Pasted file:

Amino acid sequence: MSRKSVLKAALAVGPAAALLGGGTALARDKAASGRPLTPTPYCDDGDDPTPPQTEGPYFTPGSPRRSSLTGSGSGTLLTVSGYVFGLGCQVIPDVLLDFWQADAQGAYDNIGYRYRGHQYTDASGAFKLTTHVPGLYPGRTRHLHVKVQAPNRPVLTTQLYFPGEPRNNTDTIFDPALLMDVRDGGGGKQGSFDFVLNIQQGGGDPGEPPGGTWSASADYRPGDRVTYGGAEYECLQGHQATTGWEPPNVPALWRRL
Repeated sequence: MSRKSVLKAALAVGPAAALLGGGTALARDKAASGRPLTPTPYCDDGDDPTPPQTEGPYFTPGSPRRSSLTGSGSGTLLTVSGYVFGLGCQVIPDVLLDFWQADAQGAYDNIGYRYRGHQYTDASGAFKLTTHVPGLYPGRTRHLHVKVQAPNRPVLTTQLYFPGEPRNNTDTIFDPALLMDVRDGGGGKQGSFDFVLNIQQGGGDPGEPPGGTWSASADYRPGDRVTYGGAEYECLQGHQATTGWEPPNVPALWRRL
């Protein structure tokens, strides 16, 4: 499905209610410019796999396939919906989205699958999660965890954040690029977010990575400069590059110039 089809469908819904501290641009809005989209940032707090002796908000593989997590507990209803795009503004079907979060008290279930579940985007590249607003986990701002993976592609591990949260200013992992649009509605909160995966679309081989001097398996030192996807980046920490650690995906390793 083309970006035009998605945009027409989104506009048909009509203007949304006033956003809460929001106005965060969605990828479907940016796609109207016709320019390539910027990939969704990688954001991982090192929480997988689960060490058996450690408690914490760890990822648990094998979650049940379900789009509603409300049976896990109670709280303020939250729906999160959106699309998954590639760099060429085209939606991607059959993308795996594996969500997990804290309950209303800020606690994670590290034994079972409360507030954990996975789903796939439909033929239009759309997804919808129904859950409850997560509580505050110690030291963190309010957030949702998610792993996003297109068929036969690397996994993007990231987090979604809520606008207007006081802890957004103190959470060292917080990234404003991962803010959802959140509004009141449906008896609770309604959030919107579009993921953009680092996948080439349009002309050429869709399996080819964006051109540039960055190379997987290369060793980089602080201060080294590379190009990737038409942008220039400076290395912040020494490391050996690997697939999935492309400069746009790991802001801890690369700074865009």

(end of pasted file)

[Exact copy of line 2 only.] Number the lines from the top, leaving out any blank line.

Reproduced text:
Repeated sequence: MSRKSVLKAALAVGPAAALLGGGTALARDKAASGRPLTPTPYCDDGDDPTPPQTEGPYFTPGSPRRSSLTGSGSGTLLTVSGYVFGLGCQVIPDVLLDFWQADAQGAYDNIGYRYRGHQYTDASGAFKLTTHVPGLYPGRTRHLHVKVQAPNRPVLTTQLYFPGEPRNNTDTIFDPALLMDVRDGGGGKQGSFDFVLNIQQGGGDPGEPPGGTWSASADYRPGDRVTYGGAEYECLQGHQATTGWEPPNVPALWRRL